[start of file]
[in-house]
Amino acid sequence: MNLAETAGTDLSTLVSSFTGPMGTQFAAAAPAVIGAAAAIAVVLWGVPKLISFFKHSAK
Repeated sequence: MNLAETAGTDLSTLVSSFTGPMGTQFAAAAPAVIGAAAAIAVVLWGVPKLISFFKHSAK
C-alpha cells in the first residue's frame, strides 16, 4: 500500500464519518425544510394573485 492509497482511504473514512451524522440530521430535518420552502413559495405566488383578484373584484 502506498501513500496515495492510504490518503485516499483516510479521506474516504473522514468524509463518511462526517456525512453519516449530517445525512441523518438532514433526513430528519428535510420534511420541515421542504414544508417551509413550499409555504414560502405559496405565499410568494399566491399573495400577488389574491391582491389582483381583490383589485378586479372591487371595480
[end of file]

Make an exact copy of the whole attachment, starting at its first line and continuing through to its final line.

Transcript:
[in-house]
Amino acid sequence: MNLAETAGTDLSTLVSSFTGPMGTQFAAAAPAVIGAAAAIAVVLWGVPKLISFFKHSAK
Repeated sequence: MNLAETAGTDLSTLVSSFTGPMGTQFAAAAPAVIGAAAAIAVVLWGVPKLISFFKHSAK
C-alpha cells in the first residue's frame, strides 16, 4: 500500500464519518425544510394573485 492509497482511504473514512451524522440530521430535518420552502413559495405566488383578484373584484 502506498501513500496515495492510504490518503485516499483516510479521506474516504473522514468524509463518511462526517456525512453519516449530517445525512441523518438532514433526513430528519428535510420534511420541515421542504414544508417551509413550499409555504414560502405559496405565499410568494399566491399573495400577488389574491391582491389582483381583490383589485378586479372591487371595480